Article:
Distractions have become an integral part of our busy and connected lives. The constant bombardment of notifications, texts, emails, and other updates has made it difficult for people to sustain attention and improve concentration. Scientists at the University of Cambridge have developed a new brain training app that offers an ‘antidote’ to distractions and helps improve our concentration and attention.
In a study published in the journal Frontiers in Behavioral Neuroscience, the University of Cambridge scientists said young people have difficulty sustaining attention due to their habits of multitasking and the emergence of new technologies. The situation is made worse by globalization and frequent international travel, which cause jet lag, insufficient and poor quality sleep.
Scientists said the new brain training app would help people calm and get more attentive so that they can perform tasks with greater concentration. Professor Barbara Sahakian of the University of Cambridge said in a statement, “We have all experienced coming home from work feeling that we’ve been busy all day, but unsure what we actually did.” Most of us spend our time checking out social media, answering emails, trying to multi-task, and looking at text messages, and realize that we haven’t completed even a single task.
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Researchers demonstrate their brain training app indeed works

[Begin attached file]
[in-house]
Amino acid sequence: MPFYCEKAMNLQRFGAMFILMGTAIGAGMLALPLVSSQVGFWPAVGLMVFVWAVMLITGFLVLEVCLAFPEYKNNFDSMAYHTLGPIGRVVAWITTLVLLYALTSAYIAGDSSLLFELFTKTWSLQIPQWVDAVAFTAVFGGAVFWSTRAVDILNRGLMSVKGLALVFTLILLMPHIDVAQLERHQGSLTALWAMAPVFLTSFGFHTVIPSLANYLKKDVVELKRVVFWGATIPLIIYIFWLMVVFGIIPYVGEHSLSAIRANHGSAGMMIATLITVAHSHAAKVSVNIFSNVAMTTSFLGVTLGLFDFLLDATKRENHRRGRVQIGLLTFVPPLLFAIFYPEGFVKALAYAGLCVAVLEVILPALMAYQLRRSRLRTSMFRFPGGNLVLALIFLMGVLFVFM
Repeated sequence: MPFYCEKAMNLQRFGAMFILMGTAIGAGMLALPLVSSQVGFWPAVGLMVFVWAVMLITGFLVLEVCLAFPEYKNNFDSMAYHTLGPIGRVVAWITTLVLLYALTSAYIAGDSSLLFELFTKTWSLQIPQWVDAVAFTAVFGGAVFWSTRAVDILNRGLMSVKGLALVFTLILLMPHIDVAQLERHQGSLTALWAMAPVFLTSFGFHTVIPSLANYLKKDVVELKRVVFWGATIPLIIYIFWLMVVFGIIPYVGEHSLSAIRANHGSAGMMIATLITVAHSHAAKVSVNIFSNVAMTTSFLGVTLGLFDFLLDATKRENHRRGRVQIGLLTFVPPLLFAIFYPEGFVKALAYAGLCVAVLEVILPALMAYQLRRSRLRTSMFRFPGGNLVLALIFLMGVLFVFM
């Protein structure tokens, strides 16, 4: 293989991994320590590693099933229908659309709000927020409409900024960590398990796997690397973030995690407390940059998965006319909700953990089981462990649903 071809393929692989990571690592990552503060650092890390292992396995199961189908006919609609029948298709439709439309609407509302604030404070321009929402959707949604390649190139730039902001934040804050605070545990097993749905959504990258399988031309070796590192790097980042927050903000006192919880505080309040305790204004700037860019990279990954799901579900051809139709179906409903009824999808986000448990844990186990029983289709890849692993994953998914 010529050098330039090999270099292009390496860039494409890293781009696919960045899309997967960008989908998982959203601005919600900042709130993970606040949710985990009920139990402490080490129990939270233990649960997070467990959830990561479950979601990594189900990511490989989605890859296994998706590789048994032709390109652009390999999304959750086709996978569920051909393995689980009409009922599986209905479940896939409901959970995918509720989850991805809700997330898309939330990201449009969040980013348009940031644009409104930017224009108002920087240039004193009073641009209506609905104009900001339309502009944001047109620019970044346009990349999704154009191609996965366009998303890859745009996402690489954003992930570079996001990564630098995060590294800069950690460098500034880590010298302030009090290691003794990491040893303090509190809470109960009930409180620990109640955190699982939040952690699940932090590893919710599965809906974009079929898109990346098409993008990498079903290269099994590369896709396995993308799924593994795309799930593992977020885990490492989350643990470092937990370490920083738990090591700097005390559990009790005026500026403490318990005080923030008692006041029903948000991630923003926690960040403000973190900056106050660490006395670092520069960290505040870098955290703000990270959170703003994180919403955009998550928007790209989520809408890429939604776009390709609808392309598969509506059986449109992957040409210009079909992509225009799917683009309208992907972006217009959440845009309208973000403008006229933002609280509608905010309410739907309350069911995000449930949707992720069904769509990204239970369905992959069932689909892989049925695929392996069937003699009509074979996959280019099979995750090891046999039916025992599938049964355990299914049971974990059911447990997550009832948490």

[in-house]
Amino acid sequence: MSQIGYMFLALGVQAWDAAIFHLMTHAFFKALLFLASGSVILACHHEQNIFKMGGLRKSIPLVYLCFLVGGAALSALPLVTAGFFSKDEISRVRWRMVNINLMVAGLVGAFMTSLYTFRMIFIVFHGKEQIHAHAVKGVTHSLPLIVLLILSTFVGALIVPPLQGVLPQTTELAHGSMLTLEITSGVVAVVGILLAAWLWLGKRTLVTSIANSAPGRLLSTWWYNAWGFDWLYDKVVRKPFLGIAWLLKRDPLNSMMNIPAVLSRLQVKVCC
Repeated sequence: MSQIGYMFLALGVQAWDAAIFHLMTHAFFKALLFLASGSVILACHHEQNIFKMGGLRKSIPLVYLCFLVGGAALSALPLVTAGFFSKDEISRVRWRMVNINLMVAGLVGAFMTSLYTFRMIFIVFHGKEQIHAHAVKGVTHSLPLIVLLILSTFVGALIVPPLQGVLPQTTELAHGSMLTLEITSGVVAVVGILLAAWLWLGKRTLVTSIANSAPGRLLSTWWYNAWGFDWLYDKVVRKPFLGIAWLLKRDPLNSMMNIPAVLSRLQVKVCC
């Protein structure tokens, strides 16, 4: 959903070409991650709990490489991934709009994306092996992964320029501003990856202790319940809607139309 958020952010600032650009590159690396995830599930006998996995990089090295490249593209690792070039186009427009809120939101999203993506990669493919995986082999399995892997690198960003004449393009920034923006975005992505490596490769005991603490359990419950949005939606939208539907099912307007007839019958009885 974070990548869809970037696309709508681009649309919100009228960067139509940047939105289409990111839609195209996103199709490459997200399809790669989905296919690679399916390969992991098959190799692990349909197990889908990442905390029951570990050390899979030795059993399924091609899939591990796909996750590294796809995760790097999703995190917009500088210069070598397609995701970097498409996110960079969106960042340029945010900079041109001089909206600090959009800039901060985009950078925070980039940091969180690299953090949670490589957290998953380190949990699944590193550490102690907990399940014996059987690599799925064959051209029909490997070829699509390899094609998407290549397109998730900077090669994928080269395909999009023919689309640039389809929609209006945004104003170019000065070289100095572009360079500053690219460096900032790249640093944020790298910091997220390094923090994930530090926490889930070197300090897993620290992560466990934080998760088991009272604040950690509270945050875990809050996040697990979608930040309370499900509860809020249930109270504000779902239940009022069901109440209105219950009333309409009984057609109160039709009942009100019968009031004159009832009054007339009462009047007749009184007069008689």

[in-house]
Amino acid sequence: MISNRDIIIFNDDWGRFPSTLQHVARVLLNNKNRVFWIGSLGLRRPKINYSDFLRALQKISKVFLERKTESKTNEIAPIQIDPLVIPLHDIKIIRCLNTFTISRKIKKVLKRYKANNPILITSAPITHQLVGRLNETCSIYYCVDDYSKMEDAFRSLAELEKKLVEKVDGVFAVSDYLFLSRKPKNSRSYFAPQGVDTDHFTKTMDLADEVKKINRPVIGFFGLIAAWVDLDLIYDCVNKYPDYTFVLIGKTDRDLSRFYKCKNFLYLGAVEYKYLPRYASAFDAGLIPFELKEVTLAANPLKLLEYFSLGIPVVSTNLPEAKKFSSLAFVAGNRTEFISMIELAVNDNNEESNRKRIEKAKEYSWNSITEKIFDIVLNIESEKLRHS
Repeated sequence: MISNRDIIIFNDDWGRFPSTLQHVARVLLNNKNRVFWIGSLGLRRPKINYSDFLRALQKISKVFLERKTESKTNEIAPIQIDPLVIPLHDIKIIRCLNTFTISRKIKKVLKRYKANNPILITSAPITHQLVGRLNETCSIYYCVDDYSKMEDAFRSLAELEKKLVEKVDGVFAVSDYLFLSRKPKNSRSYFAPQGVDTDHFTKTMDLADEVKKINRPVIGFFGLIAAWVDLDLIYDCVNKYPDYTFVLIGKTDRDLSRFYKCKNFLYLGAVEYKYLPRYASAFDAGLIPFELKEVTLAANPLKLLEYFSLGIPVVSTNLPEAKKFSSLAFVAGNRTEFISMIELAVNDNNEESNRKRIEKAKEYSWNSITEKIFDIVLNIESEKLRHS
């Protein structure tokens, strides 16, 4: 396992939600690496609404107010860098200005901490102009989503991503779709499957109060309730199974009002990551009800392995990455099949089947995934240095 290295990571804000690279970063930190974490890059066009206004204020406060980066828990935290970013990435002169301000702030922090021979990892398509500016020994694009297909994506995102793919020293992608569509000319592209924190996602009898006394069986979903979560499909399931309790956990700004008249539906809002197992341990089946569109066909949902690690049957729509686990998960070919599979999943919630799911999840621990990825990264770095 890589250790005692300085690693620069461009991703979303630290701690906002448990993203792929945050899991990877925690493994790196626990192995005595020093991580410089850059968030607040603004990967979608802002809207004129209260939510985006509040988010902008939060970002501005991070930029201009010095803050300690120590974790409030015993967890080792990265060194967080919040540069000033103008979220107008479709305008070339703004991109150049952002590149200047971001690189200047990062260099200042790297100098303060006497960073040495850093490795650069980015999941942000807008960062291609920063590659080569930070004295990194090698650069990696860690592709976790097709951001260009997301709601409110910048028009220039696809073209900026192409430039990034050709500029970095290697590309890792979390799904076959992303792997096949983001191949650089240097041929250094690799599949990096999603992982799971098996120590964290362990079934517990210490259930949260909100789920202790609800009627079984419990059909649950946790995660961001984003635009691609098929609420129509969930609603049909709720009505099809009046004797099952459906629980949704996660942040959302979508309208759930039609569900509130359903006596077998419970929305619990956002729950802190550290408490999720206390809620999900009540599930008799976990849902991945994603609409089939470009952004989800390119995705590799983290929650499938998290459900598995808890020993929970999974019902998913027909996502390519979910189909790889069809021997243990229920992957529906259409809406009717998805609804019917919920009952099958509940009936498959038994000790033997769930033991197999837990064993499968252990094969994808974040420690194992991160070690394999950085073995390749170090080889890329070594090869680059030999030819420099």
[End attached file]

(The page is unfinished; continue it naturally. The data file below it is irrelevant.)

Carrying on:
The Cambridge scientists not only developed the brain training app but also demonstrated through exhaustive studies that it indeed improves concentration against daily distractions. We need to get in the “flow” and stay focused to perform complex tasks. The researchers developed a game app called Decoder and demonstrated that playing it on an iPad for eight hours over one month can dramatically improve your concentration and attention.
The game helps you get in the “flow” by inviting you to tap the screen when a number combination appears. It activates the frontal-parietal network in the brain.
To conduct the study, Cambridge researchers invited 75 healthy young adults and divided them into three groups. One group played the Decoder game for eight hours over one month, the second group played Bingo, and the third group played no game.
All the 75 participants were tested at the start of the study and then again after four weeks using the CANTAB Rapid Visual Information Processing (RVP) test. Researchers said CANTAB RVP test has been demonstrated in numerous studies to be a highly accurate test of attention. The duration of the test is about five minutes.
Findings of the study showed a dramatic increase in attention among participants who played Decoder compared to those who played Bingo and the third group that played no game. Scientists said the difference in performance was “significant and meaningful.” The brain training app’s effects were comparable to those of stimulants such as methylphenidate, which is also known as Ritalin and is used in the treatment of Attention Deficit Hyperactivity Disorder (ADHD).
Later, scientists tested participants on the Trail Making Test to ensure that the brain training app improved attention and concentration without affecting their ability to shift attention. As it turned out, Decoder also improved their performance on attention shifting. The Trail Making Test involved attending to numbers first, then shifting attention to letters, and again shifting back to numbers.
You can download the game right now
Scientists hope the new brain training app will also be beneficial to patients of ADHD and traumatic brain injury.
It’s worth pointing out that the game isn’t available as Decoder. Cambridge Enterprise, the technology transfer arm of the University of Cambridge, has licensed it to app developer Peak. Peak has released the game as part of their Peak Brain Training app on Apple’s App Store for free. The Android version is expected to debut later this year. Peak specializes in evidence-based brain training apps.